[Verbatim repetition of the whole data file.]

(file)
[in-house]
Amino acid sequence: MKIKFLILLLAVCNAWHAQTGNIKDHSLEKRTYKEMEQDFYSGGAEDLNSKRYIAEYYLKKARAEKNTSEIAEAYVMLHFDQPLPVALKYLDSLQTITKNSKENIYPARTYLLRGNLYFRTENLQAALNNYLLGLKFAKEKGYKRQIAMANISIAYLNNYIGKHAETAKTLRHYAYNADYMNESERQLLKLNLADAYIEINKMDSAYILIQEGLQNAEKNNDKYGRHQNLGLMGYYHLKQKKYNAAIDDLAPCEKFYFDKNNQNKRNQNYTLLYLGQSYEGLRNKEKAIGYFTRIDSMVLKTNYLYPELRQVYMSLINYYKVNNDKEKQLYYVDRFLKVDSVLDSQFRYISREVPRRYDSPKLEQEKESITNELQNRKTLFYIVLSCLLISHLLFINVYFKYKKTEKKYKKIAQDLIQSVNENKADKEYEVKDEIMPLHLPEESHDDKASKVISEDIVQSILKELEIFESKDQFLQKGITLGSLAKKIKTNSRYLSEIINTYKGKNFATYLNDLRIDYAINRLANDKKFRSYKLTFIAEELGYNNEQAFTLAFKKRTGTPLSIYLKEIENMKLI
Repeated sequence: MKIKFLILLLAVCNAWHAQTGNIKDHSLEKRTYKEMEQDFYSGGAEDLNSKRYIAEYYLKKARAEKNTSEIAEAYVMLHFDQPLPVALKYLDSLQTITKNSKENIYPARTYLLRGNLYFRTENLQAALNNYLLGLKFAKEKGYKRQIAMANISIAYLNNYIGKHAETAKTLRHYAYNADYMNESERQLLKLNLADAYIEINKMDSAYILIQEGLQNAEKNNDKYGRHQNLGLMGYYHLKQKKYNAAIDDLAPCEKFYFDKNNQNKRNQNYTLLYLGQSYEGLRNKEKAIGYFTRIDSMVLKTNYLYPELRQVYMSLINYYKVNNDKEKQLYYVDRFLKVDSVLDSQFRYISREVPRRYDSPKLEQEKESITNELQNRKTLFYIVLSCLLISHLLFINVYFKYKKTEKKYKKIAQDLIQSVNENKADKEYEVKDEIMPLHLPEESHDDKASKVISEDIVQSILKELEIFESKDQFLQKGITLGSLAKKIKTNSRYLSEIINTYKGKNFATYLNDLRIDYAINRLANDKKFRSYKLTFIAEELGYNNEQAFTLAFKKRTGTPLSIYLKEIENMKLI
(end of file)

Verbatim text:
[in-house]
Amino acid sequence: MKIKFLILLLAVCNAWHAQTGNIKDHSLEKRTYKEMEQDFYSGGAEDLNSKRYIAEYYLKKARAEKNTSEIAEAYVMLHFDQPLPVALKYLDSLQTITKNSKENIYPARTYLLRGNLYFRTENLQAALNNYLLGLKFAKEKGYKRQIAMANISIAYLNNYIGKHAETAKTLRHYAYNADYMNESERQLLKLNLADAYIEINKMDSAYILIQEGLQNAEKNNDKYGRHQNLGLMGYYHLKQKKYNAAIDDLAPCEKFYFDKNNQNKRNQNYTLLYLGQSYEGLRNKEKAIGYFTRIDSMVLKTNYLYPELRQVYMSLINYYKVNNDKEKQLYYVDRFLKVDSVLDSQFRYISREVPRRYDSPKLEQEKESITNELQNRKTLFYIVLSCLLISHLLFINVYFKYKKTEKKYKKIAQDLIQSVNENKADKEYEVKDEIMPLHLPEESHDDKASKVISEDIVQSILKELEIFESKDQFLQKGITLGSLAKKIKTNSRYLSEIINTYKGKNFATYLNDLRIDYAINRLANDKKFRSYKLTFIAEELGYNNEQAFTLAFKKRTGTPLSIYLKEIENMKLI
Repeated sequence: MKIKFLILLLAVCNAWHAQTGNIKDHSLEKRTYKEMEQDFYSGGAEDLNSKRYIAEYYLKKARAEKNTSEIAEAYVMLHFDQPLPVALKYLDSLQTITKNSKENIYPARTYLLRGNLYFRTENLQAALNNYLLGLKFAKEKGYKRQIAMANISIAYLNNYIGKHAETAKTLRHYAYNADYMNESERQLLKLNLADAYIEINKMDSAYILIQEGLQNAEKNNDKYGRHQNLGLMGYYHLKQKKYNAAIDDLAPCEKFYFDKNNQNKRNQNYTLLYLGQSYEGLRNKEKAIGYFTRIDSMVLKTNYLYPELRQVYMSLINYYKVNNDKEKQLYYVDRFLKVDSVLDSQFRYISREVPRRYDSPKLEQEKESITNELQNRKTLFYIVLSCLLISHLLFINVYFKYKKTEKKYKKIAQDLIQSVNENKADKEYEVKDEIMPLHLPEESHDDKASKVISEDIVQSILKELEIFESKDQFLQKGITLGSLAKKIKTNSRYLSEIINTYKGKNFATYLNDLRIDYAINRLANDKKFRSYKLTFIAEELGYNNEQAFTLAFKKRTGTPLSIYLKEIENMKLI